The Hooley family

Now walking on from the  two beerhouses, Adeline writes that “again in Nottingham Road. In one house lived the Hooley family. Miss Hooley had a girls’ school”.

In 1871 and 1881, this was 65 Nottingham Road … by 1891 it had become 274 Nottingham Road.

The Hooley family was another one fiercely attached to this part of town.
The father of the family was Trowell-born cordwainer Esau, son of John and Millicent (nee Bacon).
The mother was Cossall-born Ann Wheatley, daughter of framework knitter Mark and Sarah (nee Wallner).
The couple married at Cossall on April 23rd 1829 and at least nine children were born to them.
The family moved to the Hunger Hill area in the early 1840’s and the parents remained there for the rest of their lives — as did sons Thomas, Esau junior, Oscar Joseph, Mark Wheatley and John.

Still residing in Nottingham Road, shoemaker Esau junior died of ’alcohol poisoning’ on 6th January 1893, after a Christmas drinking celebration with his brother who lived in Derby. Esau was so ‘soddened with drink‘ that he had to be brought back to Ilkeston in a cab, to then be attended by Dr. Tobin. He was a ‘portly man’ weighing about 20 stones.
Appropriately the inquest into Esau’s death was held at his ‘neighbour’s premises … the White Cow beerhouse

Elder brother and master shoemaker Thomas died five months later at 274 Nottingham Road.

Daughter Sarah was the schoolmistress. In 1863 she found herself residing in Bath Street, next door to cordwainer John Chadwick, a proximity which led to an appearance at Ilkeston Petty Sessions.
A common gutter served both Sarah’s school and John’s house, taking away rain water from both premises. The pair had quarrelled and the result was an unseemly ‘water-fight’ interlaced with a variety of other assaults.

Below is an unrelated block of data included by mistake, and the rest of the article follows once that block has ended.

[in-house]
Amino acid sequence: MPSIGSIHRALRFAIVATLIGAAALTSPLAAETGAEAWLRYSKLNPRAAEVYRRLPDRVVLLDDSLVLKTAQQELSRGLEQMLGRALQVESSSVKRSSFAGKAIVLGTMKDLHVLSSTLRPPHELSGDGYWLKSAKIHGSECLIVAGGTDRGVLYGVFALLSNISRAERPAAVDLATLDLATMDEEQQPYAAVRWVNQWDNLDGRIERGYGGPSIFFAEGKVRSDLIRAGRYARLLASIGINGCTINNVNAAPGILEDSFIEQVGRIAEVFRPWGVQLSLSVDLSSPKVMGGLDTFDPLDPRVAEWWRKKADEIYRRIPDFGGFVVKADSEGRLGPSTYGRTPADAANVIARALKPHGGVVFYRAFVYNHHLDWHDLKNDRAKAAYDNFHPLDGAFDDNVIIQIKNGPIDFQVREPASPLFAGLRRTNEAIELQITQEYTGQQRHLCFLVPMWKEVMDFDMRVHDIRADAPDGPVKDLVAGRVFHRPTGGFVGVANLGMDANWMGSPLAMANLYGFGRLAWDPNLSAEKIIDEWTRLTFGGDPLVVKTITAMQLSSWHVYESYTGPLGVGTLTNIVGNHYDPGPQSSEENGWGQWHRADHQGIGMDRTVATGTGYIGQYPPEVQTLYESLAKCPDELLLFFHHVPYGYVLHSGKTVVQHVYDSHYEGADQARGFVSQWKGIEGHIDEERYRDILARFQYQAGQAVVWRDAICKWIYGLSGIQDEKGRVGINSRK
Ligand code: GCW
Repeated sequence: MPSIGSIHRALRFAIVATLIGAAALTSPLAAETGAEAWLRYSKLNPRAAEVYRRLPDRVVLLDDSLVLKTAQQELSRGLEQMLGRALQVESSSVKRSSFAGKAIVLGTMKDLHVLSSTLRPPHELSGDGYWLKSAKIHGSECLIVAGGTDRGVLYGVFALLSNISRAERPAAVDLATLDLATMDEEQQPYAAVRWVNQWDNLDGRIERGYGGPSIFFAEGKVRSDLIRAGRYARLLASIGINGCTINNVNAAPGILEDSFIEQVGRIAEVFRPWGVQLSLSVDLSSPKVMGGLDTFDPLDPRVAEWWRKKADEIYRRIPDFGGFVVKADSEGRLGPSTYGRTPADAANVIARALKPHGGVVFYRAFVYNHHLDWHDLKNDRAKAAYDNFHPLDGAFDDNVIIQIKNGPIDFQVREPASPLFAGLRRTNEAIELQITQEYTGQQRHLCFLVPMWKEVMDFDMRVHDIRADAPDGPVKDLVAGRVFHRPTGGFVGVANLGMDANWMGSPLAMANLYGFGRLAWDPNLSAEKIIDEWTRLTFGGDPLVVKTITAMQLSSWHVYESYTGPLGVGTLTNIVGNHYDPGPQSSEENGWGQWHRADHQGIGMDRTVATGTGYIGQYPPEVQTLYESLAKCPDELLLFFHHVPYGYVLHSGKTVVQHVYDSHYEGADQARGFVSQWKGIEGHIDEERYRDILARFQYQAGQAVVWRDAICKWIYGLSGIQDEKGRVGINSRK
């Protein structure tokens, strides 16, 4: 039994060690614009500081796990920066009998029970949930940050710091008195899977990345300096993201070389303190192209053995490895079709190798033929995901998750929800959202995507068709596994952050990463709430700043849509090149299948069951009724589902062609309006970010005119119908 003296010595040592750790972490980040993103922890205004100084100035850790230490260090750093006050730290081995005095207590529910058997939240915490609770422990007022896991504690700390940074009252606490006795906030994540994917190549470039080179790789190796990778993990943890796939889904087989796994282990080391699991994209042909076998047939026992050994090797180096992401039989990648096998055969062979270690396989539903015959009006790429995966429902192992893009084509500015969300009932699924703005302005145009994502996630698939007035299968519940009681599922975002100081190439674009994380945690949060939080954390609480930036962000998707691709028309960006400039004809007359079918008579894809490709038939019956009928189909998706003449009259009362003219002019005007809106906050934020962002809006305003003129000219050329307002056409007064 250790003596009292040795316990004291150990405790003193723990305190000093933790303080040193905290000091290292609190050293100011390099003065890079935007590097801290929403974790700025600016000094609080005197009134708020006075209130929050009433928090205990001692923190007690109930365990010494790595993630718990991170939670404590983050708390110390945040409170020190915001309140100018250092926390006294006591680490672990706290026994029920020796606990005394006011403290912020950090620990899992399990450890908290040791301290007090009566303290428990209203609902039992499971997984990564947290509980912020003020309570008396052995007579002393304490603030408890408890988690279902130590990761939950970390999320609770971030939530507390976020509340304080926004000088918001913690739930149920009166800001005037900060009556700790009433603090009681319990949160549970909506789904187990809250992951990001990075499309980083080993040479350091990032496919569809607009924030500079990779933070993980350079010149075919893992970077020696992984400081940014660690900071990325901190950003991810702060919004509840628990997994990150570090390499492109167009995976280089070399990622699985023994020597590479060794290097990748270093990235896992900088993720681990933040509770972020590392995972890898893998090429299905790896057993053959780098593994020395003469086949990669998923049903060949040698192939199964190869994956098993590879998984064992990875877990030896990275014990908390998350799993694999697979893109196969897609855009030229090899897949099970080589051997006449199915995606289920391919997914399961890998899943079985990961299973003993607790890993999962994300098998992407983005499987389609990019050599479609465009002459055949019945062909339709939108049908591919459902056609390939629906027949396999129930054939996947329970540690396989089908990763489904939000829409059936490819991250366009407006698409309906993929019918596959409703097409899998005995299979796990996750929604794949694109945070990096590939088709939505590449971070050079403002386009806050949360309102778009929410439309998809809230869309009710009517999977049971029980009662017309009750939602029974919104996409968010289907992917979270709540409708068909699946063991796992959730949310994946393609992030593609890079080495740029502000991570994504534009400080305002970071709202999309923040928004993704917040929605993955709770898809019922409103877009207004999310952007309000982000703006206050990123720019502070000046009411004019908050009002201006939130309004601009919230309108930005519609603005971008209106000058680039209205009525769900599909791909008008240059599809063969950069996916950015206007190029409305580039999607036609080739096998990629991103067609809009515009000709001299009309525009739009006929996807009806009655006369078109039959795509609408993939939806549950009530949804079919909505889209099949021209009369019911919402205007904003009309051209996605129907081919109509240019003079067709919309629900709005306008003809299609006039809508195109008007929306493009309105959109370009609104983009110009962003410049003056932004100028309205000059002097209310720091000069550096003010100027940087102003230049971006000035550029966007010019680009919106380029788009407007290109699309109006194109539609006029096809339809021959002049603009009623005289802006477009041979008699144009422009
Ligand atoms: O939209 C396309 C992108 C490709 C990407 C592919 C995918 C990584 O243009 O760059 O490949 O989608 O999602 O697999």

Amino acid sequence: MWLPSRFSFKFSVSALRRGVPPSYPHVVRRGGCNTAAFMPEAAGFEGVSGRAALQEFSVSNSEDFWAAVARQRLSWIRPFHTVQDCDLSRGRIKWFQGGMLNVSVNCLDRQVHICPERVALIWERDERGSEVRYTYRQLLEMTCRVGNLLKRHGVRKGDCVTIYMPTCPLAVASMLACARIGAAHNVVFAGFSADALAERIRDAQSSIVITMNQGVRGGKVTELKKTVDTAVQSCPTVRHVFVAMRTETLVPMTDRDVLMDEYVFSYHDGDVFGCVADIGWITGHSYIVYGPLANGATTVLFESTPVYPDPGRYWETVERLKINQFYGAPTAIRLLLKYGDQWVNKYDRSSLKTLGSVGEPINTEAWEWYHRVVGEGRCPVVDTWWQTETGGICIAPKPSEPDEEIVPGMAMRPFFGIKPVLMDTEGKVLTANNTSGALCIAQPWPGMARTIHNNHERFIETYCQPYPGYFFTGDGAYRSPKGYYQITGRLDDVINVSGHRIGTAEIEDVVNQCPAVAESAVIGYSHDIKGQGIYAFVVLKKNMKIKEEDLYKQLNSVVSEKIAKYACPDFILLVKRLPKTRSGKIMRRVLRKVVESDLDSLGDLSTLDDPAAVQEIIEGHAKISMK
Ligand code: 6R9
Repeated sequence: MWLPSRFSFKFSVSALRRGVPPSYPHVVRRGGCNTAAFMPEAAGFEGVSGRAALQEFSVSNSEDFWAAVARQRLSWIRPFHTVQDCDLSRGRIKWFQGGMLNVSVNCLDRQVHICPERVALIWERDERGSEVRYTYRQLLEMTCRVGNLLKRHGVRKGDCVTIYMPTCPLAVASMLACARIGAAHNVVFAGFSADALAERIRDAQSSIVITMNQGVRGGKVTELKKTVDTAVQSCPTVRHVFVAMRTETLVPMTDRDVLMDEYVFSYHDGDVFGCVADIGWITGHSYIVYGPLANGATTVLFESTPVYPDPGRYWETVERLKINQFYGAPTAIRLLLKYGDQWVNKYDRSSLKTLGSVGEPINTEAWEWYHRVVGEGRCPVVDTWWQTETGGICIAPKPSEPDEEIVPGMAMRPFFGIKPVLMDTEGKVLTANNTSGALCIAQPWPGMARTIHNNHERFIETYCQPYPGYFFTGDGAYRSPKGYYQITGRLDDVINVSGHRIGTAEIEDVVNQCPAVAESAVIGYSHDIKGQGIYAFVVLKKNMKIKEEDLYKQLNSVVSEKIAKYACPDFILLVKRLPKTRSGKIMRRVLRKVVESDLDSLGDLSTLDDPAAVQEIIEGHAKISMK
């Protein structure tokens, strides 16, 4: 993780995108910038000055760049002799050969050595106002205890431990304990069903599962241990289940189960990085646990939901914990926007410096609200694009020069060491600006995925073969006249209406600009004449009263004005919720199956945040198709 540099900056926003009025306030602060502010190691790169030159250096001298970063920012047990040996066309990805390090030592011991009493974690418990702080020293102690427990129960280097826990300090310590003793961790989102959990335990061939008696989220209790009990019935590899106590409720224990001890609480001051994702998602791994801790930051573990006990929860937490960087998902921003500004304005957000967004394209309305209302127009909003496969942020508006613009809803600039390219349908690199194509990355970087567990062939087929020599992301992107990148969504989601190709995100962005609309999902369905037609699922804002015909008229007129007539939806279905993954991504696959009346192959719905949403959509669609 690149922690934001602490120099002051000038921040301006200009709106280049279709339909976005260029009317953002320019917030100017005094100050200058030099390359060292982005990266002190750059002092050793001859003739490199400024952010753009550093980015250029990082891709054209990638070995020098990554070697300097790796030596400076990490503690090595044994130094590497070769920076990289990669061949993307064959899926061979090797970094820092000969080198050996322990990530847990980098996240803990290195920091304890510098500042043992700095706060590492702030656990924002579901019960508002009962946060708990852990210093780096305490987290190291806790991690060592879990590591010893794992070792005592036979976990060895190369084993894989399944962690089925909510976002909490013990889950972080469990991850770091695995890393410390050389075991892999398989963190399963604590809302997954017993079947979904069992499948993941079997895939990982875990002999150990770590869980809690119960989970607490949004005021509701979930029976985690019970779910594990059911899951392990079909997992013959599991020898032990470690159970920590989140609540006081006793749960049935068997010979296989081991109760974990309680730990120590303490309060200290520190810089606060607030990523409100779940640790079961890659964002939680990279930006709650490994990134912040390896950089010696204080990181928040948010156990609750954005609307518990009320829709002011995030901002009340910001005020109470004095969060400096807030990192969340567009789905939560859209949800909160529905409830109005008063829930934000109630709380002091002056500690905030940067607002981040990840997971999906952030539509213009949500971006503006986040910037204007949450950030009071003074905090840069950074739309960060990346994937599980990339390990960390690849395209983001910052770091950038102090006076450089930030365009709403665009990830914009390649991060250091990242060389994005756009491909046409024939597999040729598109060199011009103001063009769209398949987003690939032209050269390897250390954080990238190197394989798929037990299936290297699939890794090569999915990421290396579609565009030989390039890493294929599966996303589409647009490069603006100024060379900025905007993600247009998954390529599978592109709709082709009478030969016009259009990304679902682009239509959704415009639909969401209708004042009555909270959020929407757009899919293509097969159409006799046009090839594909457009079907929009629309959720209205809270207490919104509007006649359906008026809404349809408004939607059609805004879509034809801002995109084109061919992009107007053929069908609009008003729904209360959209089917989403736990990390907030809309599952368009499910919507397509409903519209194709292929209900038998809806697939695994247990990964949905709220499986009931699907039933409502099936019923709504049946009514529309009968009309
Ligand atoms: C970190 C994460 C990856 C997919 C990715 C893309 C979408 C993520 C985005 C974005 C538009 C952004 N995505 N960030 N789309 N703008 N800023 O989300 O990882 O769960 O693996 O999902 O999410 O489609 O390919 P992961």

The magistrates couldn’t sort out the contradictory evidence, dismissed the case and ordered both to pay costs.

Another brother was Oscar Joseph, born on September 18th, 1840, who remained unmarried and remained at the Nottingham Road home nearly all his adult life; he died there on March 1st, 1917, aged 76.
In 1899 OJ had a field at Larklands where he kept a game cock and two game hens in a hut. One Saturday afternoon in April he went down to feed them and lock them up for the night. Laten the following morning his brother Mark alerted him to the fact that the hut had been broken into, and his cock and one hen had been taken. All that remained of the birds was an array of scattered feathers. The police were soon on the case but investigations throughout that day were fruitless.

On the Monday morning, and on an unconnected case, Sergeant Roland visited William Bradley, also living in Nottingham Road. The eagle-eyed policeman noticed a small feather on William’s kitchen floor, and adopting his newly-acquired “Sherlock Holmes” persona, he took the feather to compare to the sample he had taken from the hut. The comparison proved positive and Sergeant Roland, with OJ as companion, again visited William to search his property. In the kitchen was a suspicious pot simmering on the stove and when the sergeant gingerly reached inside, he pulled out a wing and fowl’s carcass. This discovery prompted a more extensive search and in the bedroom a pillow with freshly-plucked game feathers was uncovered. Back at the station, after an initial denial, William confessed to the theft and was remanded in custody, bail being refused.


“Little Hallam Lane was simply a lane” asserts Adeline.

Traffic warning!  April 12th 1879.

Having just delivered a parcel in Trowell for his father Charles, George William Woolliscroft was riding his pony up Nottingham Road when the animal was startled by seven-year-old Jesse Clifton who was ‘obstructing the highway’. The pony reared and George William was thrown to the ground but not seriously injured.
This was not the first time the pony had been frightened by loitering lads and although he wished the practice to cease George William didn’t really want to press the matter.
Thus when the lad appeared at the Petty Sessions he was admonished by the Bench and the case was withdrawn.

Jesse’s mother, Eliza (nee Phillips), informed the magistrates that the lad had been severely flogged by her husband, ironworks labourer John Walter.


At the bottom of Nottingham Road we meet Thomas Attenborough.